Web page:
So you have a dictionary with string keys and values that can be numbers, nested dictionaries, lists, and you'd like to wrap that into an instance which lets you use attribute access in lieu of dict indexing, and "call with an index" in lieu of list indexing -- not sure what "strongly typed" has to do with this, or why you think
.features(0) is better than
.features (such a more natural way to index a list!), but, sure, it's feasible. For example, a simple approach might be:
# don't wrap strings
if isinstance(datum, basestring):
# don't wrap numbers, either
try: return datum + 0
except TypeError: pass
def __init__(self, data):
self._data = data
def __getattr__(self, n):
def __call__(self, n):
x = wrap(x['product']) should give you your wish (why you want to skip that level when your overall logic would obviously require
x.product.features(0).size, I have no idea, but clearly that skipping's better applied at the point of call rather than hard-coded in the wrapper class or the wrapper factory function I've just shown).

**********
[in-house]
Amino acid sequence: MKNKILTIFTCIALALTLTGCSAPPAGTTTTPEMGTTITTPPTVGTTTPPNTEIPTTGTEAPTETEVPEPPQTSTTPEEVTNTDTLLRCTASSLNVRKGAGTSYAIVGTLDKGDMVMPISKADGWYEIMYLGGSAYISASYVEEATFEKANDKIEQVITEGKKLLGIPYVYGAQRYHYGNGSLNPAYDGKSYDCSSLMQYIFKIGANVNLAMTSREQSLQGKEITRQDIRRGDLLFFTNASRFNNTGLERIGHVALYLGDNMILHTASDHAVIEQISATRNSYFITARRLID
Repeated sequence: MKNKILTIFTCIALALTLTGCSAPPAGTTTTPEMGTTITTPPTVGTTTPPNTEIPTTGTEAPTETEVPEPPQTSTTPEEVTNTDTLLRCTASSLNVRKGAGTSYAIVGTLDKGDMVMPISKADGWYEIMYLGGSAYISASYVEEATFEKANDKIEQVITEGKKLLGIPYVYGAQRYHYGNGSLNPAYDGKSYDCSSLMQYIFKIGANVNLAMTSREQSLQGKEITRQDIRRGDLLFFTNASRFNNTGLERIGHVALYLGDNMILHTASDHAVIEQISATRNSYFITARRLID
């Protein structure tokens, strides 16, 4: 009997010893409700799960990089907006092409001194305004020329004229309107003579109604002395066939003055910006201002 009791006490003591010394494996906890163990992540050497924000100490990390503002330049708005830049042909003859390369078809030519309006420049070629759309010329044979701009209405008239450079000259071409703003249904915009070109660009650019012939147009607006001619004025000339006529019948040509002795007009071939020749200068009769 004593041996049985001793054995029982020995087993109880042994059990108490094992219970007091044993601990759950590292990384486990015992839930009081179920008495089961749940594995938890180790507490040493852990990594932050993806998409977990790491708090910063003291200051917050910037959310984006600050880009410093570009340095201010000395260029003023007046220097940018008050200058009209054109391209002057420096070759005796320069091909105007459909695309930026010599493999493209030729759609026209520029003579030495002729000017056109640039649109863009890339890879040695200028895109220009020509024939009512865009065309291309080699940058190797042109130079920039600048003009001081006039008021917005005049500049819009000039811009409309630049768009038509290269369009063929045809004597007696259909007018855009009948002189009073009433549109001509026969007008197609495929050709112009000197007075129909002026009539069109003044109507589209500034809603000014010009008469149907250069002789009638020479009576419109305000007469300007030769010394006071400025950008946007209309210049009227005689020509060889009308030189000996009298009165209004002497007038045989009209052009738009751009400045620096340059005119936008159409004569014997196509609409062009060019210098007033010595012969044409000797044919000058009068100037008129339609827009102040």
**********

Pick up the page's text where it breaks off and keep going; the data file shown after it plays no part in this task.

Edit: as the OP says he does want
features rather than
features(0), just change the last two lines to
def __getitem__(self, n):
__getitem__ (the magic method underlying indexing) instead of
__call__ (the magic method underlying instance-call).
The alternative to "an existing class" (here,
Fourie) would be to create a new class on the fly based on introspecting the wrapped dict -- feasible, too, but seriously dark-gray, if not actually black, magic, and without any real operational advantage that I can think of.
If the OP can clarify exactly why he may be hankering after the meta-programming peaks of creating classes on the fly, what advantage he believes he might be getting that way, etc, I'll show how to do it (and, probably, I'll also show why the craved-for advantage will not in fact be there;-). But simplicity is an important quality in any programming endeavor, and using "deep dark magic" when plain, straightforward code like the above works just fine, is generally not the best of ideas!-)